What are Diabetes?

Diabetes in ferrets is a complex disease that is characterized by the inability to produce or use insulin. The hormone insulin is released by the pancreas and is responsible for regulating blood glucose. If insulin is absent from the body or the body is not reacting to insulin, the glucose that the ferret is putting into the body by eating is not used for energy. To make up for the lack of energy the body needs to function, the ferret’s body targets its protein and fat reserves. As a result, the ferret will quickly lose weight as more and more of the fat storage is being used. Eventually the protein and fat storage will run out, resulting in a terminal condition that must be addressed by a veterinary professional. 

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Symptoms of Diabetes in Ferrets

The symptoms associated with diabetes in ferrets are the body’s response to evaluated concentrations of blood glucose and the body’s inability to use the available glucose as a source of energy. A ferret may respond by showing an overall body weakness paired with weight loss, polyphagia, polyuria and polydipsia. A diabetic ferret will have a decreased ability to fight bacterial and fungal infections, making them more susceptible to chronic or recurrent infections. Ferrets often develop hepatomegaly, or fatty liver disease, as a result of lipid accumulation caused by the weight loss effects of diabetes. To summarize, ferrets suffering from diabetes mellitus will display the following clinical signs: 

  • Increased drinking (polydipsia) 
  • Increased urination (polyuria) 
  • Increased appetite (polyphagia) 
  • Lack of appetite (anorexia) 
  • Weight loss 

Types

Diabetes is divided into two groups: Type 1 and Type 2.

  • Type 1 Diabetes: a total lack of insulin caused by a destruction of beta-cells. 
  • Type 2 Diabetes: the insulin-producing cells are present, but the cells resist the absorption of insulin. 

Causes of Diabetes in Ferrets

Ferret diabetes cases have greatly increased, as the domesticated life we provide for our pets mimic the human lifestyle. Ferrets that are fed a high carbohydrate diet, are obese, and live a sedentary lifestyle are at a very high risk for developing diabetes. Veterinarians also find ferrets that suffer from chronic renal insufficiency, hyperthyroidism, and have been prescribed corticosteroid drugs over a long period of time are prone to developing diabetes. We also tend to see ferrets of older age, over eight years, and neutered males present pancreatic insufficiencies at a higher rate than other ferrets.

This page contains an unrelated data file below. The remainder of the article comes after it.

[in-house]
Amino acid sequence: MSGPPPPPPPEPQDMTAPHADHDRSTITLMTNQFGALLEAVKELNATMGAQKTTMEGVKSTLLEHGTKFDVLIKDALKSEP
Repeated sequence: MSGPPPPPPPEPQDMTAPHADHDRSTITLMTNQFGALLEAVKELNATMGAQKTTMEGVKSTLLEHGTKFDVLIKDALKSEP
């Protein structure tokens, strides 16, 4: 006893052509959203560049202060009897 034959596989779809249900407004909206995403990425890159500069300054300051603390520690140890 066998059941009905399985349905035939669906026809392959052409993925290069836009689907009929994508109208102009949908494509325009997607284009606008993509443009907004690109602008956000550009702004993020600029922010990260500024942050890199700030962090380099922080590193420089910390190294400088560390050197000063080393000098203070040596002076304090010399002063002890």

Diagnosis of Diabetes in Ferrets

The diagnosis of diabetes in ferrets is based on the pet’s presenting clinical signs paired with the presence of glucose in the urine and in the blood. However, initial diagnostic tests that reveal glycosuria (glucose in urine) and/or hyperglycemia (glucose in blood) are not clear signs that a ferret has diabetes mellitus. In fact, your veterinarian may ask for blood draws on your ferret over a week’s time to properly diagnose the ferret with diabetes. The reason behind this is because stress also causes the ferret’s blood and urine to show a presence of glucose. As a ferret becomes frightened (a common occurrence at vet visits) the body reacts by releasing glucose energy into the bloodstream, which would allow the ferret enough energy to run away from the frightening situation. Therefore, the vet may choose to perform a urinalysis and blood tests for a few days to make a positive diagnosis. He or she may also choose to perform a fructosamine blood test, as this test in not altered by a ferret’s stress level and can indicate the average blood glucose levels over a week’s time. 

Treatment of Diabetes in Ferrets

The goal of treating diabetes in ferrets is to replace the lost insulin levels in the body. Your veterinarian will likely recommend a diet change, including ferret foods high in protein and low in carbohydrates. As ferrets diagnosed with diabetes are often overweight, the doctor may also work with you to develop a weight loss plan for your ferret. Aside from a veterinary recommended diet plan, your ferret will need to be placed on a lifelong therapeutic treatment to address the loss of insulin. Treatment options your veterinarian may suggest include: 

  • Insulin injection: an insulin injection is the most common treatment for ferret diabetes, administered twice daily. 
  • Oral glycemic agent: an oral tablet that is given daily to promote insulin secretions from the pancreatic organ. 

Recovery of Diabetes in Ferrets

The majority of ferrets can experience a long and happy life after being diagnosed with diabetes, but it depends on the pet owner. You will be required to monitor your ferret’s blood glucose levels every day, just like a person with diabetes would do. Periodic checkups are necessary, especially in the beginning stages of treatment, to ensure you are calculating glucose levels accurately. The veterinarian may also alter your ferret’s treatment plan over time, so following the doctor’s directions exactly is important.